Katherine Colarelli Beatty
Many leaders receive feedback that they need to be more strategic. However, when they ask what specifically it means to be "more strategic," they commonly get back an unsatisfying, ambiguous response. Typically the field of leader development addresses the question of how to be more strategic in terms of leadership competencies or in terms of following a set of procedures related to strategic planning. But any competency can become obsolete as the environment changes, and strategic leadership is not about a set of planning exercises conducted on semiannual retreats. Competencies and procedures are important, but it is more important to view strategy as a collective, continuous learning process that engages both individuals and the organization as a collective to think, act, and influence others in ways that promote enduring direction, alignment, and commitment (DAC).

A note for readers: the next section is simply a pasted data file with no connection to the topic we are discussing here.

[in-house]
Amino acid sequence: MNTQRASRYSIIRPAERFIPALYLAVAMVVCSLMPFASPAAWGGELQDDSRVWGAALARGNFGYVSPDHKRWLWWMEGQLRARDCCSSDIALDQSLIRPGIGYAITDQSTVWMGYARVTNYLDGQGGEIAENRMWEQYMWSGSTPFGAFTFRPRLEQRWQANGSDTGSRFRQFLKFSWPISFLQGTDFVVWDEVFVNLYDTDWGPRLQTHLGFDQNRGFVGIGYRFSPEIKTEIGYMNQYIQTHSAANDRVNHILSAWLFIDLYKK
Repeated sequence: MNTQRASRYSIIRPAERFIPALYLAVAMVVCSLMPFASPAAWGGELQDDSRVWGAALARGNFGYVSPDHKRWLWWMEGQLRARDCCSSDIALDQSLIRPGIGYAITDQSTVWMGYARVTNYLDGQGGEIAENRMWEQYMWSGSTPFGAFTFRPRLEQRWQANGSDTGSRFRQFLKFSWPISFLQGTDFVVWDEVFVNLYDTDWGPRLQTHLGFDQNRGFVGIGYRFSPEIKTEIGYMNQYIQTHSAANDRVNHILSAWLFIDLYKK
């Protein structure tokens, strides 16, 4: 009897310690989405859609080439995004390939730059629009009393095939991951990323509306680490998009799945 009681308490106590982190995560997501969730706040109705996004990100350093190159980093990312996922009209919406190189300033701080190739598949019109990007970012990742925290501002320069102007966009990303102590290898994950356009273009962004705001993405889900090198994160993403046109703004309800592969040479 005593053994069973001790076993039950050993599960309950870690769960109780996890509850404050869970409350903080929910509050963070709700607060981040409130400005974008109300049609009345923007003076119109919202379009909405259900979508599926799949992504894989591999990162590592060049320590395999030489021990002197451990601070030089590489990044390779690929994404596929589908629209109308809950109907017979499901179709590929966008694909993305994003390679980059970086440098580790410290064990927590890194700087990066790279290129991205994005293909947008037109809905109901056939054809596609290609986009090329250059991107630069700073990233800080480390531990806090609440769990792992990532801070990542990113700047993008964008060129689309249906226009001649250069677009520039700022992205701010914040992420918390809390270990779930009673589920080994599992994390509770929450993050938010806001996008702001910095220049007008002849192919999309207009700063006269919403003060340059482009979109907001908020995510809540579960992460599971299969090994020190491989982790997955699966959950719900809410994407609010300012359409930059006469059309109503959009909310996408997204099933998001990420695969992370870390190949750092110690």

The greatest challenge to being more strategic is that it requires organizations and their leaders to execute on priorities in a disciplined way and at the same time to be open to change. Strategic leadership both effectively positions the business to meet today's needs and anticipates tomorrow's challenges. This suggests that leaders expand the idea of strategy to include continual collective learning. Ultimately this kind of leadership results in DAC. With this in mind, we define strategic leadership as follows: individuals and collectives ...